As I curl up in the chair, open the first page and start reading, the smell of the coffee fills the room. Reading about my aunt’s travels, I wonder how many other people have read the same book. That’s the thing about having an author in the family: many things from life filter into the writing. I take a sip of the coffee, followed by a piece of chocolate. Yes, my guilty pleasure is eating chocolate and having a mug of coffee when I read.
Everyone has their own habits and delights. Mine have been steadfast throughout life. As I read about the trip to Rome and throwing the coin in the Trevi fountain, I’m transported to the holiday in Rome with my aunt. I can almost taste the gelato I ate that day. Her description is so lovely. She was grateful her niece was accompanying her and was so helpful. Obviously, this was her perspective; my perspective was that she was taking me on the most glorious holiday I could imagine. She was so well read (what else would you expect of an author?) and explained everything in such detail, she was the best tour guide one could wish for. How my memories of her drinking tea and her cake stand fill my mind as I take a deep breath and continue reading. She loved having sandwiches, fruit and scones with a pot of tea. Wonderful, carefree days of delight for my aunt and I.
A book can transport you so vividly to a time gone by. That’s when it occurs to me: we eat certain foods at certain times linked to some memory or the comfort we attain. So, what food do you eat when you are ill, or reading a book?
© Dr Afsana Elanko, 2023
There’s always the enjoyment of reading a thought-provoking flash piece, and this one from Thomas Nixon is a treat.
One Last Indulgence
“Sir, there’s no smoking on this flight.”
The stewardess stared at him, a piercing glare that could have incinerated the unlit cigarette between his lips.
“Apologies,” George smiled
She left without a word, and George turned to the ocean of lights beneath them. From his cupped hand, he squeezed the detonator. A second passed, then the ocean melted, lights flickering, before bursting into eternal darkness.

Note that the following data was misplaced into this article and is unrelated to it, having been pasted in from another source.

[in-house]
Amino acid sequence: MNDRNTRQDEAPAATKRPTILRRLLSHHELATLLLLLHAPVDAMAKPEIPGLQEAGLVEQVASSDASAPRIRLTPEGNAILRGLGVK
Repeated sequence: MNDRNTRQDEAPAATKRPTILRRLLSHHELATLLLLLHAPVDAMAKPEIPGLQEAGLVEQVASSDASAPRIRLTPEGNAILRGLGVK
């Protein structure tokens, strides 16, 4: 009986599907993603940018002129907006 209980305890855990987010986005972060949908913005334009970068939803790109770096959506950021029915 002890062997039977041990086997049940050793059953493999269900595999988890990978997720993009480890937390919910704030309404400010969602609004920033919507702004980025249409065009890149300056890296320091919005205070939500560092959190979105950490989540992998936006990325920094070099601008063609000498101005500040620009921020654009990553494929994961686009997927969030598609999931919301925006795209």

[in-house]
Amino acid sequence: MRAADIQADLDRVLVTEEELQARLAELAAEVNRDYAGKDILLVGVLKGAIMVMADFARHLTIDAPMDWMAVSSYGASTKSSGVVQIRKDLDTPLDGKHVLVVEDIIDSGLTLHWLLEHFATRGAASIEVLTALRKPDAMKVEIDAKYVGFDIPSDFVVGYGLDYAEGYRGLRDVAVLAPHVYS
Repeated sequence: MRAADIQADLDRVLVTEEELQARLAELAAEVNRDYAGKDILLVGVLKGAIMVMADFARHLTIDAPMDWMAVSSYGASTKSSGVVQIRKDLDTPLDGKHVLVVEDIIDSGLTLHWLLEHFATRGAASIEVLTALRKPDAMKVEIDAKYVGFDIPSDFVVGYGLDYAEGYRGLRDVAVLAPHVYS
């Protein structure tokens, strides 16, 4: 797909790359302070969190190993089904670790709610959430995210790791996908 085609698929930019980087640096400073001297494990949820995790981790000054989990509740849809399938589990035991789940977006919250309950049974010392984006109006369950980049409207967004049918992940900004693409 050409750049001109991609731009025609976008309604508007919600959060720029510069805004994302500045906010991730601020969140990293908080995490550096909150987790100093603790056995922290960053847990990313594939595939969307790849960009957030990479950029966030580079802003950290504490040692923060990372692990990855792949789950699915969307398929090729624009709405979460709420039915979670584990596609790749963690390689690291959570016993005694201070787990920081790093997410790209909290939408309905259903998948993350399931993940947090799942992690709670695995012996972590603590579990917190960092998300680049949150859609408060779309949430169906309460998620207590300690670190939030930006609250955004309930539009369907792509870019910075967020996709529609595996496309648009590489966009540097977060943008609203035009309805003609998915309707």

There were some murmurs, but nothing compared to the screams that followed; the entire aisle turning a sickly black.
The only illumination now came from a lighter, as George smiled, releasing a deathly puff of smoke.
© Thomas Nixon, 2023
Connect with Thomas on X: @Tnixon98
Another of our writers has submitted the following poems about trees. They present a perspective on the experiences of the trees and their place in our world, our history. But what makes these poems stand out is that they have been used in a project matching the creative worlds of textiles and poetry, in the publication of a book: Out Of Excuses: Loving Earth Poetry Book. Over 100 textile artworks – the Loving Earth Panels – and the poetry inspired by them, formed three exhibitions this autumn. Details of other exhibitions and events are at lovingearth-project.uk/events-2/
I walk through a landscape of dead forests
A mortuary of trees
I cannot breathe
Sap tears mingle with my own tears
I cannot breathe
Dead bark, dead skin
I cannot breathe
I cannot breathe
Tree rings severed, life lines cut
I cannot breathe
The trees have stood for hundreds of years
Releasing their greatest gift
No conditions attached
We are blind to this precious excelsior of life
It’s time to stop
Protect the trees
Plant for a better world for our children
Through my tears I see a vision of tall centurion trees
A canopy of arms wrapped around our planet
Protecting our world
© Gloria Maloney, 2023
Green Field Lands
Hawthorn tree stands watch, disciple haw eyes
Yew tree guards her gates
The holly tree bows her head in prayer
The Song thrush sings of a bright future, as she raises her young
Kestrel hovers on a wing and a prayer
Listens to her song
Orb-weaver with a silver cross on his back spins his web
In the holy holly tree
Badgers and moles underground
Blindly unaware of man’s dilemma
How much longer can she stand
© Gloria Maloney, 2023
Finally, with the thought of trees and wintry nights, I was reminded of this poem by Emily Brontë. It describes the captivating power of the cold, the snow and the nights drawing in. I hope you enjoy it.
The night is darkening round me,
The wild winds coldly blow;
But a tyrant spell has bound me
And I cannot, cannot go.
The giant trees are bending
Their bare boughs weighed with snow.
And the storm is fast descending,
And yet I cannot go.
Clouds beyond clouds above me,
Wastes beyond wastes below;
But nothing drear can move me;
I will not, cannot go.
(c) Emily Brontë, 1837
Issue 18 of Write On! is available to read online here.
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I’m taking a look into the realities and perspectives of November days and cold winter nights.